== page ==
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Thought Leadership Video Series

The Future of Print

Published on October 6, 2011

Cary Sherburne and Coleman Kane, CEO of PTI sit down to discuss the recent requests for jobs and technologies in the commercial print space and also how they're helping customers delve into the performance of the campaign.

Cary Sherburne:  Hi, I’m Cary Sherburne, Senior Editor at WhatTheyThink.com and I'm here with Coleman Kane, President and CEO of PTI Marketing Technologies from Southern California.

Coleman Kane:  True, San Diego

Cary Sherburne:  How are you doing today?

Coleman Kane: I’m doing well.  How about you, Cary?  Nice to see you.

Cary Sherburne:  You look all New York; all black like that. Yeah, it’s great. We’re both New York.  Now Coleman, not that you’re – I mean you’re way younger than me but you’ve been in the industry a long time and you’ve seen a lot but what are you sort of seeing today in terms of adoption rates for the kinds of technologies that PTI sells?  Are you seeing people actually start to ramp up?  Or what are you seeing out there?

Coleman Kane:  We are actually. We are starting to see more obviously the sale of the web-to-print, the MarcomCentral products.  We’re also seeing a lot of the variable data standalone product take off and the image personalization.  So what we’re seeing is all sorts of different things being sold independently or packaged as a complete solution.  But we’re seeing more and more of the concern and the awareness of what the market is calling the market automation solutions.  So they are looking for much more complete solution than a single point solution.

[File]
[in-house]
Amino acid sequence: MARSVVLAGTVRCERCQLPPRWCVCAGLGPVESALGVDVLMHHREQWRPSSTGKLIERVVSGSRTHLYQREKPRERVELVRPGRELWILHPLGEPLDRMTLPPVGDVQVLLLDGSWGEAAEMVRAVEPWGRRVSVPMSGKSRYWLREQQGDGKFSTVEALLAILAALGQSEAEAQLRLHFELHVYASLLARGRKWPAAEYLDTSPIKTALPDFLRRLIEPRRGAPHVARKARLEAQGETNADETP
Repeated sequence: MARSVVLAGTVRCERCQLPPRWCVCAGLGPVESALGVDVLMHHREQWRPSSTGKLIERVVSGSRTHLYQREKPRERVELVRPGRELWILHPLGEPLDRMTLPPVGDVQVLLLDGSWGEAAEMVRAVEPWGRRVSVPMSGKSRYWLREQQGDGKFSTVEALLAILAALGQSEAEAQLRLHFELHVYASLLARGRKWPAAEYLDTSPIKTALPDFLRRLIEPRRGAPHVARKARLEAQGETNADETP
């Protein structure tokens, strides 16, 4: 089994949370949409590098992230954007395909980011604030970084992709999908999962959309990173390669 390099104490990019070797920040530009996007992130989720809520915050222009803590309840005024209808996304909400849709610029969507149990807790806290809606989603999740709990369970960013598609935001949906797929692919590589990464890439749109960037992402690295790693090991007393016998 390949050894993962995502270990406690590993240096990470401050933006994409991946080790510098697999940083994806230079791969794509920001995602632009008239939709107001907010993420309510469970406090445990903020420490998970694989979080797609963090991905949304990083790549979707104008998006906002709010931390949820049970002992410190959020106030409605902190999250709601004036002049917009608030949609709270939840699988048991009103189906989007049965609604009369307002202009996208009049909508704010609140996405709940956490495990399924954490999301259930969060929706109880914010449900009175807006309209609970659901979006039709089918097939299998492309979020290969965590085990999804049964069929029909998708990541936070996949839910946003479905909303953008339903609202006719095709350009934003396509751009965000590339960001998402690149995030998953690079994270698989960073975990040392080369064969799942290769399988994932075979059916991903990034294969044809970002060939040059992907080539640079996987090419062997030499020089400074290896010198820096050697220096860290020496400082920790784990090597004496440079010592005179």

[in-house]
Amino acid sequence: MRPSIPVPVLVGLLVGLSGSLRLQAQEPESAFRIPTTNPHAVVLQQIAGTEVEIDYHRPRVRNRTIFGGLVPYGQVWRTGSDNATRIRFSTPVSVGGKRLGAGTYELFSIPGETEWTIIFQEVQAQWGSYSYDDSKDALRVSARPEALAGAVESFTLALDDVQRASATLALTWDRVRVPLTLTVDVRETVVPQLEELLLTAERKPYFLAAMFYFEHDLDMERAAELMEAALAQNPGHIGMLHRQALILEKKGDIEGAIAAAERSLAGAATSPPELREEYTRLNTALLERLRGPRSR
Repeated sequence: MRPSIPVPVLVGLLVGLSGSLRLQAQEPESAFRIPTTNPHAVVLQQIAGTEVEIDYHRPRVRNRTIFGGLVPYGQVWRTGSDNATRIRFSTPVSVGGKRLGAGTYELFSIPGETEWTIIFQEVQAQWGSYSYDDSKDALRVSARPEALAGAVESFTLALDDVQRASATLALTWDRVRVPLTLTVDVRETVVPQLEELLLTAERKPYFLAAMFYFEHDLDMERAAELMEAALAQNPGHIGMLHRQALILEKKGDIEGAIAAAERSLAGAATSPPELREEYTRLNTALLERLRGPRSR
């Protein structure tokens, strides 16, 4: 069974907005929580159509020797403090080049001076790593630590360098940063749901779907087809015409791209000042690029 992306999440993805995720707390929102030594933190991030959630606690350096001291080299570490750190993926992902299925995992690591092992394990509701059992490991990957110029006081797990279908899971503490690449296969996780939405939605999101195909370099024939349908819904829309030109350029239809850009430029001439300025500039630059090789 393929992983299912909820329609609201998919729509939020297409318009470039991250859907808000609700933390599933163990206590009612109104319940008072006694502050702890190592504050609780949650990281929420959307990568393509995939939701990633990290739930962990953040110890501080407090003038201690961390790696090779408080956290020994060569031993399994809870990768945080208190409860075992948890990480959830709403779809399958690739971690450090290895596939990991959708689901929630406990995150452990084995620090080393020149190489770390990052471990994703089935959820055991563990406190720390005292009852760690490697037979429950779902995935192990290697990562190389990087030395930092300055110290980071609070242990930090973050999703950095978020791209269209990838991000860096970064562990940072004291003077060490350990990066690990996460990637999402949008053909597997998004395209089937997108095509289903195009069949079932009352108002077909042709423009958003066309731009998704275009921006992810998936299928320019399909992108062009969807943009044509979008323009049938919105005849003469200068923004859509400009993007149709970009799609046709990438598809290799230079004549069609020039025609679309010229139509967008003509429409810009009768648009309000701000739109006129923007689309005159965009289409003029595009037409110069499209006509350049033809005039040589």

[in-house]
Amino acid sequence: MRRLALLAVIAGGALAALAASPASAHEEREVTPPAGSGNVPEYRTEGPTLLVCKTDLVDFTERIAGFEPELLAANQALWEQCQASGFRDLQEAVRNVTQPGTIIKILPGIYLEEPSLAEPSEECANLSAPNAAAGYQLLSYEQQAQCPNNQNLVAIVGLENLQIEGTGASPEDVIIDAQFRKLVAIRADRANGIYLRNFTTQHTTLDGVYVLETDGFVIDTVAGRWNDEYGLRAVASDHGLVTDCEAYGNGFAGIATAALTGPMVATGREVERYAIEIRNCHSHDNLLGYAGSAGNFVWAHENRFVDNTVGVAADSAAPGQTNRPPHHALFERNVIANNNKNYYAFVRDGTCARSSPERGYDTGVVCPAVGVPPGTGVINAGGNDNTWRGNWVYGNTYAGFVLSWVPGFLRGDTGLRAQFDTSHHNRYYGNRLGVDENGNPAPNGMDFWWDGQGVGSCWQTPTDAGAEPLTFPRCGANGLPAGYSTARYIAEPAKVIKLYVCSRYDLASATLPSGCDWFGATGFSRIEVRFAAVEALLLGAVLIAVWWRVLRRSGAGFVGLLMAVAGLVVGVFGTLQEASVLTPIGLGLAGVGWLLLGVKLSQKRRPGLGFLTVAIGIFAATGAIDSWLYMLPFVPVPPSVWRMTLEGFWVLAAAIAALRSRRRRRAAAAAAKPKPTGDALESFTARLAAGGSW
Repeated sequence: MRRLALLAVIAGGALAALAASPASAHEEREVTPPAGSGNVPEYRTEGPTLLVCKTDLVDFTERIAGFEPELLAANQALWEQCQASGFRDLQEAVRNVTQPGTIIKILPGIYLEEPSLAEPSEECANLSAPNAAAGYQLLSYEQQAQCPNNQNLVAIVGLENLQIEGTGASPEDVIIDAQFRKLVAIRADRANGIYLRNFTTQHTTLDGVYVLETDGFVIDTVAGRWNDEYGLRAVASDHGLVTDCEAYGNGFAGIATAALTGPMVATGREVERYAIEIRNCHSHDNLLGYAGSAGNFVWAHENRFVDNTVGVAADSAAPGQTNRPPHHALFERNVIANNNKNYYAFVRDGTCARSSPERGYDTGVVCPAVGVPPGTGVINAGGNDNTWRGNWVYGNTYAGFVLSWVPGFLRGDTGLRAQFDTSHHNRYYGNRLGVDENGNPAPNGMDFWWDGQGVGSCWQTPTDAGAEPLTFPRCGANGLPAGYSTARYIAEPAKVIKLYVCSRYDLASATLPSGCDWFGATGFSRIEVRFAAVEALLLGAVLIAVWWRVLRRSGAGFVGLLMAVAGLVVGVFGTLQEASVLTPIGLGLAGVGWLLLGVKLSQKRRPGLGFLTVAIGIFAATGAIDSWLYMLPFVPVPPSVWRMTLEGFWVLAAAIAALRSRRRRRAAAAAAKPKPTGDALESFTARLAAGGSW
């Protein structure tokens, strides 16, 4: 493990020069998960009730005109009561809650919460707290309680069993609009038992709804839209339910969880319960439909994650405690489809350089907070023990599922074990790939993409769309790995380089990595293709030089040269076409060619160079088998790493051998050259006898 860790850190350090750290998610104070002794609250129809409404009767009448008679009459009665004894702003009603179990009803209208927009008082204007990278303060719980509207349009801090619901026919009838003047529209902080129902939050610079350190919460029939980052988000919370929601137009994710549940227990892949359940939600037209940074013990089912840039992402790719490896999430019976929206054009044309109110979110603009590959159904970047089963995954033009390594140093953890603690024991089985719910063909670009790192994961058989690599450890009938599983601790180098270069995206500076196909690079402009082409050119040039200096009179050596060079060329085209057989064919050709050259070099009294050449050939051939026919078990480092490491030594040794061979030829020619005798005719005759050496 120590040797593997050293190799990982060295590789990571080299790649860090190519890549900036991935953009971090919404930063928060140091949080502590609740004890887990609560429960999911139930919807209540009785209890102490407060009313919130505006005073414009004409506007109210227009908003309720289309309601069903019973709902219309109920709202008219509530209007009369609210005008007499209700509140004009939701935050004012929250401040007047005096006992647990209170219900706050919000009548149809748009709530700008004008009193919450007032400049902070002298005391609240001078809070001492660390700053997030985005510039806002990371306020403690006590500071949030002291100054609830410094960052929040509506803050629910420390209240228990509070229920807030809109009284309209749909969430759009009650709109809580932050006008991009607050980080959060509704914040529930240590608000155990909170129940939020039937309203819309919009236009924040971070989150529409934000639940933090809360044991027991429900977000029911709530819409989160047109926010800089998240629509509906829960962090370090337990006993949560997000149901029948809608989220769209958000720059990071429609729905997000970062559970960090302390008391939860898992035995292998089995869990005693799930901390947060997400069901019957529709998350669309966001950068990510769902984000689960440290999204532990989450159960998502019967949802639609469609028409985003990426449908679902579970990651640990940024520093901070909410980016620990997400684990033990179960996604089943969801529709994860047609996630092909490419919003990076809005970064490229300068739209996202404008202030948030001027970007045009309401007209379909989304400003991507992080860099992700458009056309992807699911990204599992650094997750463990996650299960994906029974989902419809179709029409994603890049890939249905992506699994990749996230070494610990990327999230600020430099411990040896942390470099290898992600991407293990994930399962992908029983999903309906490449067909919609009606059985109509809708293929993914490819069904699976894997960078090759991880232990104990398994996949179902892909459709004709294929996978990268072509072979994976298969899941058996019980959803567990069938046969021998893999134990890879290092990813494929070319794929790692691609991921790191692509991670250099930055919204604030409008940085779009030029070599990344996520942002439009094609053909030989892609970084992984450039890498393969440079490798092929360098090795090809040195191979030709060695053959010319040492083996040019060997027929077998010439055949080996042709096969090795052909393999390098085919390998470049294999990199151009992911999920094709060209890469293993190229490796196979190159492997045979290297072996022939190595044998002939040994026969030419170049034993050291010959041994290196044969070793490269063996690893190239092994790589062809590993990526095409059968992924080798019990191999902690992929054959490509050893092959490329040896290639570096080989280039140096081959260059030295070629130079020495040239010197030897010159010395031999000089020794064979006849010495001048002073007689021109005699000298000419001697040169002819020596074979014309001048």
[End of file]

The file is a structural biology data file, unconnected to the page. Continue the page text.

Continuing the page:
What we’re seeing in this commercial print space is that the commercial printers are coming to us for VDP standalone application for high volume jobs or they may be very interested in the image personalization in email.  So we’re seeing more and more of the cross-media because their clients are starting to ask for more cross-media capability and being able, for example, to not only print something but also to download it locally.  So we’ve gotten to that sort of you serve up the job anyway you want.  And so we’re seeing all kinds of requests but generally we’re seeing the business, fortunately, thank goodness business is good and we’ve got growth coming from both the commercial print space and we do have some direct enterprise accounts who help us actually learn more directly about what our clients are asking for.  So our product is all based on enterprise needs and requests, and so that’s what we bring into at least the web-to-print MarcomCentral side of the application.

Cary Sherburne:  So another really important part of this whole picture though is the reporting because it’s one thing to do a campaign but you have to be able to understand how its doing and tweak it and all those things. So what are you doing along the lines, what are you seeing along the lines of the reporting and tracking requirements out there?